Six Tips to Assess the Significance of Price Patterns

Oct 24, 2007: 2:18 AM CST

While there may be an unlimited number of potential price patterns in the market, most popular price patterns fall into two broad categories in relation to trends:  Reversal Patterns or Continuation Patterns.  Knowing more about specific patterns may help you determine which resolution in price is likely to occur.

Without delving too deep into the topic, popular reversal patterns include the “head and shoulders,” broadening formations, and rounding formations, while popular continuation patterns include rectangles, triangles, and flags/pennants.

Any of these patterns can turn into the other pattern (a reliably consistent reversal pattern may resolve to be a continuation pattern) at any given time and without warning.

Are there hard and fast rules you can apply quickly to assess the probabilities of resolution, or the significance of a given price pattern?

While these suggestions will not work all the time when you feel you have identified a pattern, they just might help you preserve capital or temper your expectations.

1.  The longer the pattern forms, the more likely it is to be a reversal pattern. 

2.  The shorter the pattern, the more likely it is to fail to conform to expectations. 

3.  The deeper (greater price fluctuation) the pattern, the more significant the likely price ejection from the pattern (due in part to the ‘measuring rule’ inherent in some patterns).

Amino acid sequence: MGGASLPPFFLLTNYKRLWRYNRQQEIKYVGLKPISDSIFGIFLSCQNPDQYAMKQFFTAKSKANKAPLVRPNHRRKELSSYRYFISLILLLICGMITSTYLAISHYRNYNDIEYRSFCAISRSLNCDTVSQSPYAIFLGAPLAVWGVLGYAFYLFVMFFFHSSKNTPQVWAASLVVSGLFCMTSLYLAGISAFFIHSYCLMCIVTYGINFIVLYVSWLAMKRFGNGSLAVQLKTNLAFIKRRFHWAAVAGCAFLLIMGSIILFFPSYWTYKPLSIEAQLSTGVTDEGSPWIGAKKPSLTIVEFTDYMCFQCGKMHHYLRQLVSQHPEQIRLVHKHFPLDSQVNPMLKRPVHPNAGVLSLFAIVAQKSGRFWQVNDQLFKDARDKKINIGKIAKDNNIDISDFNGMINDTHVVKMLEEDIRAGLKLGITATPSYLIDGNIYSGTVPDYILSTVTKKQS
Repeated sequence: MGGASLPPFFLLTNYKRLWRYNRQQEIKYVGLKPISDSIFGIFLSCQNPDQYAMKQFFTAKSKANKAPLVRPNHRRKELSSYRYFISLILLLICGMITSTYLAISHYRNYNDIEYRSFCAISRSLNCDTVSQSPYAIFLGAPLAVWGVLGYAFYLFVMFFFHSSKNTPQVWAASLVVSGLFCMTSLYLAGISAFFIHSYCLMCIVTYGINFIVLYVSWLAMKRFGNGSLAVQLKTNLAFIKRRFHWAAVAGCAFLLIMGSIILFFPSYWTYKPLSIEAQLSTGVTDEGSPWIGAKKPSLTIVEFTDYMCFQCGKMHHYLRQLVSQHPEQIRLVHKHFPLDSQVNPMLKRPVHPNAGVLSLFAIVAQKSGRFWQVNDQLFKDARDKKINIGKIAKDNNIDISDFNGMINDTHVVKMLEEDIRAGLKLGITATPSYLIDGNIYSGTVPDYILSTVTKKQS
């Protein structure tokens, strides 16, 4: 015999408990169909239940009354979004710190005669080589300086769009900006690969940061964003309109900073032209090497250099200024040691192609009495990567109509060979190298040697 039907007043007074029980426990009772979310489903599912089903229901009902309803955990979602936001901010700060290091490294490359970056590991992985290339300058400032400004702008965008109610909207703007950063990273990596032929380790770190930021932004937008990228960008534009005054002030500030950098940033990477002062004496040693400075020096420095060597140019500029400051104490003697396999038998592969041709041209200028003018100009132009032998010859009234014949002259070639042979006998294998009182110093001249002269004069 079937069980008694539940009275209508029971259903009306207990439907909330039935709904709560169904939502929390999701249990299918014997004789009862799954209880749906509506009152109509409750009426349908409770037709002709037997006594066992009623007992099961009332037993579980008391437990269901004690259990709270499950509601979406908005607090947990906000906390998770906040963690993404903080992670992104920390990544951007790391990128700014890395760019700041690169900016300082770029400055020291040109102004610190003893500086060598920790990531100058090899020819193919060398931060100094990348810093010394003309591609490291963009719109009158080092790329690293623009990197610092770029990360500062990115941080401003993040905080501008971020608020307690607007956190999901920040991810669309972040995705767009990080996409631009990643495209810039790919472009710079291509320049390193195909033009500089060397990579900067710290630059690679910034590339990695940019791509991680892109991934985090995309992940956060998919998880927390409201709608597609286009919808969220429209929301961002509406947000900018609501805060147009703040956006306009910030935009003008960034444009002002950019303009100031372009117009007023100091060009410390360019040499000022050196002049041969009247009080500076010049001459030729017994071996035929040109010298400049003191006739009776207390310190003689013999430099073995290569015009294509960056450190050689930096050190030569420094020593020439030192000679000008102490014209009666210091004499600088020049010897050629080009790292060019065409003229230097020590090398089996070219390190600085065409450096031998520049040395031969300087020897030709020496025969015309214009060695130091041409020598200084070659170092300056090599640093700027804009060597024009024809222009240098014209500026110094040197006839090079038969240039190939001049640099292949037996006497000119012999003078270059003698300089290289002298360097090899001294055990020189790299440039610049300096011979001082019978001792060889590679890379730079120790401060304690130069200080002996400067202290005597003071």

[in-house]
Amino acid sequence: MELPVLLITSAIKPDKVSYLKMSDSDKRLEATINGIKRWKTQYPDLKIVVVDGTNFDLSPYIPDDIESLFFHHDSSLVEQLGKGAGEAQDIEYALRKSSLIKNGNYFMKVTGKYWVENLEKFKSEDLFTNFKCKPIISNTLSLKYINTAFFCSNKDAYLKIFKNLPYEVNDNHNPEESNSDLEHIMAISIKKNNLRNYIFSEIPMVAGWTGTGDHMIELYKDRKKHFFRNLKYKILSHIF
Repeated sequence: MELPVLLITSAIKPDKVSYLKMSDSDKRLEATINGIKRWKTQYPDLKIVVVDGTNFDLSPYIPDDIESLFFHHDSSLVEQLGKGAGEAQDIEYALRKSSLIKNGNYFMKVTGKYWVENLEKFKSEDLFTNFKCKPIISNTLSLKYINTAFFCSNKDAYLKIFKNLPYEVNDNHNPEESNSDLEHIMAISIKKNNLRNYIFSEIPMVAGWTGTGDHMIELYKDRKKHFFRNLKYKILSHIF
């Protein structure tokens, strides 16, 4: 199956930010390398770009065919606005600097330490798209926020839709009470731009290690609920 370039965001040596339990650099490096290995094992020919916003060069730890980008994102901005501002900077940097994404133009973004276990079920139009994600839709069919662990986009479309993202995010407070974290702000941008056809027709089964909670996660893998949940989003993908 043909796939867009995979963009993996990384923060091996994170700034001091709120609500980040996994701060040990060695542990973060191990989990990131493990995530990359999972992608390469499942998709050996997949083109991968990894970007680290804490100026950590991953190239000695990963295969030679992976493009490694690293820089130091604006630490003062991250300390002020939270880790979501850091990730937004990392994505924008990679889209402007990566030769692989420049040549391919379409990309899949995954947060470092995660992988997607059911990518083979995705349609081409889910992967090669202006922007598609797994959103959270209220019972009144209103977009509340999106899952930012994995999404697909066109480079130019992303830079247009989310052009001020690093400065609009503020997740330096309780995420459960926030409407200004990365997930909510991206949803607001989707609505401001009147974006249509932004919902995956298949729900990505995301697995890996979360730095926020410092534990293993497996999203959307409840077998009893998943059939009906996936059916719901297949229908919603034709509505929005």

4.   The more accurately the expected volume pattern unfolds, the more reliable the pattern (examples:  Volume should contract during a triangle, flag, or pennant pattern.  Volume should be heavier on the left shoulder than the right shoulder.  Volume should confirm a pattern break-out.  etc)

5.  The longer (and more steep the angle) a trend has endured, the more likely a pattern is to be a reversal pattern.

6.  The more “perfect” (textbook) the pattern, the more likely it is to fail to conform to everyone’s expectations. 

Each pattern has its own set of expectations and rules, but these generally encompass most resolutions of price patterns.  There are a plethora of books or websites that can give you more information on specific patterns and the rules associated with them, but always keep in mind suggestion #6.  If everyone sees the same pattern and expects the same thing, the pattern will most likely fail due to the often sinister resolution of mass-expectations in the market.